The other result is positive and is based on a new (and more general) problem regarding CNP’s. The Copy Number Profile Conforming (CNPC) problem is formally defined as follows: given two CNP’s C₁ and C₂, compute two strings S₁ and S₂ with cnp(S₁)=C₁ and cnp(S₂)=C₂ such that the distance between S₁ and S₂, d(S₁,S₂), is minimized. Here, d(S₁,S₂) is a very general term, which means it could be any genome rearrangement distance (like reversal, transposition, and tandem duplication, etc). We make the first step by showing that if d(S₁,S₂) is measured by the breakpoint distance then the problem is polynomially solvable. We expect that this will trigger some related research along the line in the near future.

Manuel Lafond, Binhai Zhu, and Peng Zou. Genomic Problems Involving Copy Number Profiles: Complexity and Algorithms. In 31st Annual Symposium on Combinatorial Pattern Matching (CPM 2020). Leibniz International Proceedings in Informatics (LIPIcs), Volume 161, pp. 22:1-22:15, Schloss Dagstuhl – Leibniz-Zentrum für Informatik (2020)

Copy BibTex To Clipboard

@InProceedings{lafond_et_al:LIPIcs.CPM.2020.22, author = {Lafond, Manuel and Zhu, Binhai and Zou, Peng}, title = {{Genomic Problems Involving Copy Number Profiles: Complexity and Algorithms}}, booktitle = {31st Annual Symposium on Combinatorial Pattern Matching (CPM 2020)}, pages = {22:1--22:15}, series = {Leibniz International Proceedings in Informatics (LIPIcs)}, ISBN = {978-3-95977-149-8}, ISSN = {1868-8969}, year = {2020}, volume = {161}, editor = {G{\o}rtz, Inge Li and Weimann, Oren}, publisher = {Schloss Dagstuhl -- Leibniz-Zentrum f{\"u}r Informatik}, address = {Dagstuhl, Germany}, URL = {https://drops.dagstuhl.de/entities/document/10.4230/LIPIcs.CPM.2020.22}, URN = {urn:nbn:de:0030-drops-121471}, doi = {10.4230/LIPIcs.CPM.2020.22}, annote = {Keywords: Computational genomics, cancer genomics, copy number profiles, NP-hardness, approximation algorithms, FPT algorithms} }

Document

**Published in:** LIPIcs, Volume 154, 37th International Symposium on Theoretical Aspects of Computer Science (STACS 2020)

In computational biology, tandem duplication is an important biological phenomenon which can occur either at the genome or at the DNA level. A tandem duplication takes a copy of a genome segment and inserts it right after the segment - this can be represented as the string operation AXB ⇒ AXXB. Tandem exon duplications have been found in many species such as human, fly or worm, and have been largely studied in computational biology.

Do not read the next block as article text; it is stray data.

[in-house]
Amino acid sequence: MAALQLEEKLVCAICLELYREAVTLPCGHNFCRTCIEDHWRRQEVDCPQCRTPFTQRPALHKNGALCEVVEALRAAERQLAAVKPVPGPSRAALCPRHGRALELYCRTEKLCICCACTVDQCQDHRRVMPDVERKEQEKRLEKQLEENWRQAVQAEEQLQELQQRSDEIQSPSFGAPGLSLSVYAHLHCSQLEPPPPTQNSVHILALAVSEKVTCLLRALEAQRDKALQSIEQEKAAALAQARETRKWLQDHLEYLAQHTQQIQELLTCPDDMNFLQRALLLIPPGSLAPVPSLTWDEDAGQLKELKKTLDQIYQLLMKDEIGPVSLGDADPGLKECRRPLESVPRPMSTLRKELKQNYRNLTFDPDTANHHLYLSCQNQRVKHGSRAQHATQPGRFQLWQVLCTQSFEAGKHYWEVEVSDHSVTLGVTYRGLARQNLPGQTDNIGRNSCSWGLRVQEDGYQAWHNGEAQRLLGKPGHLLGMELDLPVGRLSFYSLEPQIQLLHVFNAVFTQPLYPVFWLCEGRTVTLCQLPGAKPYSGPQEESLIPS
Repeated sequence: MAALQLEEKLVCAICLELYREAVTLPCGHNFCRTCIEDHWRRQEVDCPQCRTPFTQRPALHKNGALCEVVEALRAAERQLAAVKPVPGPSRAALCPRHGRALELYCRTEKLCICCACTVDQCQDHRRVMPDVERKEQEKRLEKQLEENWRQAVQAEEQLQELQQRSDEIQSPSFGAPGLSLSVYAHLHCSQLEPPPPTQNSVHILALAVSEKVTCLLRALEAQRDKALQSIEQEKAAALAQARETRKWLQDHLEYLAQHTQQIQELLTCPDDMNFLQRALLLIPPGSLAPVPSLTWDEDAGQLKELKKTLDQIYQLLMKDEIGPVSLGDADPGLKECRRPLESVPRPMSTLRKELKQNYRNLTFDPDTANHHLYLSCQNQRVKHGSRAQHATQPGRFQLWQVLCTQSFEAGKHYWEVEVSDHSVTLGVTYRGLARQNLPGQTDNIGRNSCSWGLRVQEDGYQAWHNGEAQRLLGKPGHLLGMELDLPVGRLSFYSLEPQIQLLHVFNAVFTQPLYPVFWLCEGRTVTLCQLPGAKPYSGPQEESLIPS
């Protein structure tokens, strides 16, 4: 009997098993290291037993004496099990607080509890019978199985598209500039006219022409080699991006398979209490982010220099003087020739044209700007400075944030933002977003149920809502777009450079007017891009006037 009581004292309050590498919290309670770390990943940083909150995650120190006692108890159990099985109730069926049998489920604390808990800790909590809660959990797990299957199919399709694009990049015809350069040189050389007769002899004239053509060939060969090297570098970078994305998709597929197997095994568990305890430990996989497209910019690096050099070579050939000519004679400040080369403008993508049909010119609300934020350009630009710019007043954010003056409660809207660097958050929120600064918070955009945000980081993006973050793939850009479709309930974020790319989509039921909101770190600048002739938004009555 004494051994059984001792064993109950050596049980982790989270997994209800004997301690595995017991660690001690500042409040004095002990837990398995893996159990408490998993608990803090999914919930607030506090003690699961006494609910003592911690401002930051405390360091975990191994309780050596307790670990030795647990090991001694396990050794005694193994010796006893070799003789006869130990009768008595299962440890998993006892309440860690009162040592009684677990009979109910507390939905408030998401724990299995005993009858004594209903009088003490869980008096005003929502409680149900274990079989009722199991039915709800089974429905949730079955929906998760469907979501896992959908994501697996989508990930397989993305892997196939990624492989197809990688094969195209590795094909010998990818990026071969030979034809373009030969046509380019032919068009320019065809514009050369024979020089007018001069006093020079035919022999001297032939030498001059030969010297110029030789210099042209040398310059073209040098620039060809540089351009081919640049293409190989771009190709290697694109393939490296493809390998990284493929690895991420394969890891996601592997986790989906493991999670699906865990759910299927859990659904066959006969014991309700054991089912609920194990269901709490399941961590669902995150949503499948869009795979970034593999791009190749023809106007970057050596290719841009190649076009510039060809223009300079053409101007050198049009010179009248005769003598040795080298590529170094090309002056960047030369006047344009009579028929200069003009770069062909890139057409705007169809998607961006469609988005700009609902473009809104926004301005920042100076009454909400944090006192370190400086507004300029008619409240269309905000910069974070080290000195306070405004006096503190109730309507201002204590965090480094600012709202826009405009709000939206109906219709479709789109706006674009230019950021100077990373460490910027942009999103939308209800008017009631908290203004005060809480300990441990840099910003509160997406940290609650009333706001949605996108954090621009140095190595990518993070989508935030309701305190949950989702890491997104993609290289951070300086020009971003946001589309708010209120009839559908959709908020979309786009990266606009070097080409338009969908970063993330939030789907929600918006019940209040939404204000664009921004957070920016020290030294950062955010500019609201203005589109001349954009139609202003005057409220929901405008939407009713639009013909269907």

The Tandem Duplication (TD) distance problem we investigate in this paper is defined as follows: given two strings S and T over the same alphabet, compute the smallest sequence of tandem duplications required to convert S to T. The natural question of whether the TD distance can be computed in polynomial time was posed in 2004 by Leupold et al. and had remained open, despite the fact that tandem duplications have received much attention ever since. In this paper, we prove that this problem is NP-hard, settling the 16-year old open problem. We further show that this hardness holds even if all characters of S are distinct. This is known as the exemplar TD distance, which is of special relevance in bioinformatics. One of the tools we develop for the reduction is a new problem called the Cost-Effective Subgraph, for which we obtain W[1]-hardness results that might be of independent interest. We finally show that computing the exemplar TD distance between S and T is fixed-parameter tractable. Our results open the door to many other questions, and we conclude with several open problems.

Manuel Lafond, Binhai Zhu, and Peng Zou. The Tandem Duplication Distance Is NP-Hard. In 37th International Symposium on Theoretical Aspects of Computer Science (STACS 2020). Leibniz International Proceedings in Informatics (LIPIcs), Volume 154, pp. 15:1-15:15, Schloss Dagstuhl – Leibniz-Zentrum für Informatik (2020)

Copy BibTex To Clipboard

@InProceedings{lafond_et_al:LIPIcs.STACS.2020.15, author = {Lafond, Manuel and Zhu, Binhai and Zou, Peng}, title = {{The Tandem Duplication Distance Is NP-Hard}}, booktitle = {37th International Symposium on Theoretical Aspects of Computer Science (STACS 2020)}, pages = {15:1--15:15}, series = {Leibniz International Proceedings in Informatics (LIPIcs)}, ISBN = {978-3-95977-140-5}, ISSN = {1868-8969}, year = {2020}, volume = {154}, editor = {Paul, Christophe and Bl\"{a}ser, Markus}, publisher = {Schloss Dagstuhl -- Leibniz-Zentrum f{\"u}r Informatik}, address = {Dagstuhl, Germany}, URL = {https://drops.dagstuhl.de/entities/document/10.4230/LIPIcs.STACS.2020.15}, URN = {urn:nbn:de:0030-drops-118769}, doi = {10.4230/LIPIcs.STACS.2020.15}, annote = {Keywords: Tandem duplication, Text processing, Formal languages, Computational genomics, FPT algorithms} }

X

Feedback for Dagstuhl Publishing

Feedback submitted

Please try again later or send an E-mail